Church of God in Christ
According to the Church of God in Christ Official Manual, this church of the Lord Jesus Christ is where the word of God is preached; ordinances are administered; and the doctrine of sanctification or holiness is the essential to the salvation of mankind. The word HOLINESS is used to highlight the Gospel of Jesus Christ as well as the life style that one must live. “Without holiness no man can see the Lord” (Hebrew 12:14). In the early 1900’s preachers and missionaries spoke and proclaimed this message of holiness and sanctification to people of Abbeville. Individuals such as Elder Cue, Elder McMillian, Elder Floyd, and Missionary Floyd to name a few preached this message to the citizens of this rural, agrarian community. This community began to hungry and thirst for the truth about the Gospel and power that is necessary to live such a holy life. These early believers possess extra ordinary gifts in which they created spiritual songs and praises to glorify the Father in the name of Jesus Christ. One example is as follows:
“Little boy, how old are you?
I’m only twelve years old,
Born on the 25th of December,
Doctors and Lawyers stood amazed,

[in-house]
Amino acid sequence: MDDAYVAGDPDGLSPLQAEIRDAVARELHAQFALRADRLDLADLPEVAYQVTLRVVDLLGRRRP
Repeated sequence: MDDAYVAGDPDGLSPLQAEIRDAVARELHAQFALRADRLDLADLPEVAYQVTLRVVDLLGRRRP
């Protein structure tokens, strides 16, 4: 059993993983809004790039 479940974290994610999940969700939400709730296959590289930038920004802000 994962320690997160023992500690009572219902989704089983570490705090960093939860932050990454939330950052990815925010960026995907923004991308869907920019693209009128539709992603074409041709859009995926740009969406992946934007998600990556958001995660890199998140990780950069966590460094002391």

Just give that little boy Praise.”
This small band of believers began worshipping in quick make-shift structures known as bush harbors. The men will construct a bush harbor by erecting four stable branches (approximately four inches in diameter) in each corner and then using limbs as connectors to stabilize the four branches creating an unwavering roof top. Then they will cover the roof top with bushes, twigs, shrubs, card boards, and other light items to keep the sun from shining into the area. Once the outer frame of the structure was finished, the men will place saw dust on the ground for the floor and wooden planks or slabs on stack of blocks for benches to seat the women and children. A wooden stomp would be placed in the front as a podium for the man of God to speak. Under the bush harbor people will gather to sing praises and worship their Savior Jesus Christ. Many services were held in these bush harbors and a longing for the peace of God was instilled in the people of this community.
In 1922, the Church of God in Christ was established in Abbeville, Alabama under the directions of the renowned Bishop Riley F. Williams. Bishop Charles Mason, the founder and organizer of the Church of God in Christ sent this anointed servant of God to Alabama with the commission as noted in Matthew 28:19: Go ye therefore, and teach all nations, baptizing them in the name of the Father, and of the Son, and of the Holy Ghost. Bishop Williams resided in Ohio, but he would spend months in Abbeville teaching the saints the way of holiness and the doctrine about sanctification as being essential to the salvation of mankind. He is credited to building over 19 churches throughout Alabama, Georgia, and Ohio. Because of Bishop Williams, the doctrinal foundation among the membership of Abbeville Memorial COGIC became solid and firm in the Word of God. Under his leadership the church membership expanded from a bush harbor, to a tent and later to a building. Later, he was appointed by Bishop Mason as Overseer of Alabama, Georgia, and Ohio. The saints recalled many memories of Bishop R. Williams during his tenure in lower Alabama.